The effective policy of suppressing fires around the cities resulted in a huge forest density in a few decades. In the eighties it began to be seen that it could be problematic, pure fuel. The extreme weather conditions of recent years have exacerbated the impact of the fires. Timidly and due to tragedies, controlled burning, an ancient fire control tool, is beginning to be included in forest management policies.
But these practices, as well as selective logging and other scientifically recommended control and mitigation measures, including toughening building regulations, have little incentive, many naysayers and little budget. In California, the use of good fire has been hampered due to the strong urban development and the misgivings of the population about their risks and the environmental pollution they produce.
After two seasons of disastrous fires, California decided in 2018 to triple the amount of forest land that should be burned in a controlled manner, about 50,000 hectares per year. The figure is much lower than it should be, some 800,000 hectares per year, according to some studies.
On the West Coast the threat is fire. In the southern US and Florida in particular, the ground zero of climate change in the North American country, water. And as in the southern state, insurance companies want to ignore customers who live in risk areas. California decreed a one-year moratorium in December to prevent up to 800,000 people they will run out of coverage. It is not clear what will happen next, although the state already offers special policies for certain areas.
The drop in temperatures yesterday gave a small truce to the 20,000 firefighters fighting the flames in the different states of the region. In California, the winds have subsided and the dense smoke that has stained the sky of San Francisco an apocalyptic orange also helped to block the sun’s rays, which has helped the temperatures drop.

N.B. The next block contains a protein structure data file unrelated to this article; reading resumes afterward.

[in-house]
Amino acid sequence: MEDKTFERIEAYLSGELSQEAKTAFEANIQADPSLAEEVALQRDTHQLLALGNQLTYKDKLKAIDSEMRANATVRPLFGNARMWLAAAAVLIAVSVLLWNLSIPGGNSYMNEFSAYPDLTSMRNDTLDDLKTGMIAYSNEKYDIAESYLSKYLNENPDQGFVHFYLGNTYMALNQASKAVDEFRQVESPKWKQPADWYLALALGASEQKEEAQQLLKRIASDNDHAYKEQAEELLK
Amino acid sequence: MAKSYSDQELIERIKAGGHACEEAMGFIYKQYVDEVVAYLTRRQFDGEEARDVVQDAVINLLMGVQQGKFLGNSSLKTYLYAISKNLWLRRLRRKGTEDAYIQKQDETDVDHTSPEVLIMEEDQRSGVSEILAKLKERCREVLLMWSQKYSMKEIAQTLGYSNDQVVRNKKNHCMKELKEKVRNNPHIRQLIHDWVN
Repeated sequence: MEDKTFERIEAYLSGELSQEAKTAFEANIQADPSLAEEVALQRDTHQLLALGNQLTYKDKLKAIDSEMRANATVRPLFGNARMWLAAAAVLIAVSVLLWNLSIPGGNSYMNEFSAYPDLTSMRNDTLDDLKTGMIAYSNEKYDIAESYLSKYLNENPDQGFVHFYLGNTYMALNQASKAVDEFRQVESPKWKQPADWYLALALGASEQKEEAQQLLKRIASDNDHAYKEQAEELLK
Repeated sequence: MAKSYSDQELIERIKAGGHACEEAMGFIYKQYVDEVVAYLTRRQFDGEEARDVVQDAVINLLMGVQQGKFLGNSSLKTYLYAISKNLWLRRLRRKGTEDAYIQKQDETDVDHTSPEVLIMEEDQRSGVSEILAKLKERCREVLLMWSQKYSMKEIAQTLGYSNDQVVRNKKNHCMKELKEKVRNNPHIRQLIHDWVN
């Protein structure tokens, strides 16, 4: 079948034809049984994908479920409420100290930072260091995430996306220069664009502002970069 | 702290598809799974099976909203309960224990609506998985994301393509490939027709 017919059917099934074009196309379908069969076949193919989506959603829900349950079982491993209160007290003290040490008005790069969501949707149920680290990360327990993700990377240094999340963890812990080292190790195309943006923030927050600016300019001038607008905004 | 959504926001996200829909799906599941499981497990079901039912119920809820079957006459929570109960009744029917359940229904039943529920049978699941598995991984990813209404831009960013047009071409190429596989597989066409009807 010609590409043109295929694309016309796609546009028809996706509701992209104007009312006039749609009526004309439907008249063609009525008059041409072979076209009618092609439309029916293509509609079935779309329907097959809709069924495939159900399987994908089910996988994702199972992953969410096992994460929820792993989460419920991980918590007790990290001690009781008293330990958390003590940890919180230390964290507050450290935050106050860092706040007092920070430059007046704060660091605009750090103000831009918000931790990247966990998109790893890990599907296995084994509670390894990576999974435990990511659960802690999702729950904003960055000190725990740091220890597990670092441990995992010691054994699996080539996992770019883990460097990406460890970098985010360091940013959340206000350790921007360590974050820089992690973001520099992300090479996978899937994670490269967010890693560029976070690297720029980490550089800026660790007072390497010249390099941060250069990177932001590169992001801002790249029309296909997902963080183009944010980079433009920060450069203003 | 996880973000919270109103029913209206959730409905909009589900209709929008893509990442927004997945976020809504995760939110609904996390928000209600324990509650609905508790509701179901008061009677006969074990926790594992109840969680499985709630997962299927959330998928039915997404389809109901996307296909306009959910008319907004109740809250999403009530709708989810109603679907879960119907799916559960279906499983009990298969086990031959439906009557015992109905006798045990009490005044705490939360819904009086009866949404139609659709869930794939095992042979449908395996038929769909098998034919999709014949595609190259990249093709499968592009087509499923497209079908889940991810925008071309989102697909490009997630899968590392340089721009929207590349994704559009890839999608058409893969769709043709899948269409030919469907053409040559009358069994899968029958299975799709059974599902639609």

“Climate change debate is over. Come to the state of California and see it with your own eyes ”, declared the governor of the state, Gavin Newsom, in the middle of a charred landscape. “It is not something not even debatable. What we live is what many people have predicted decades ago. This is the future of the whole country if we do not act quickly against climate change and get rid of all the nonsense that a small group of people has spread, “he says.
Climate change is, however, an absent issue from the November presidential election campaign. “The science is clear, climate change is an existential threat to our way of life. President Trump can deny the reality, but the facts are undeniable, “said the Democratic candidate, Joe Biden yesterday. Trump, who will visit California on Monday to be informed of the situation, refuses to include climate change among the causes of the devastating fires in recent years. “They have to clean the floor!”he said at a recent rally.
Beatriz Navarro. The vanguard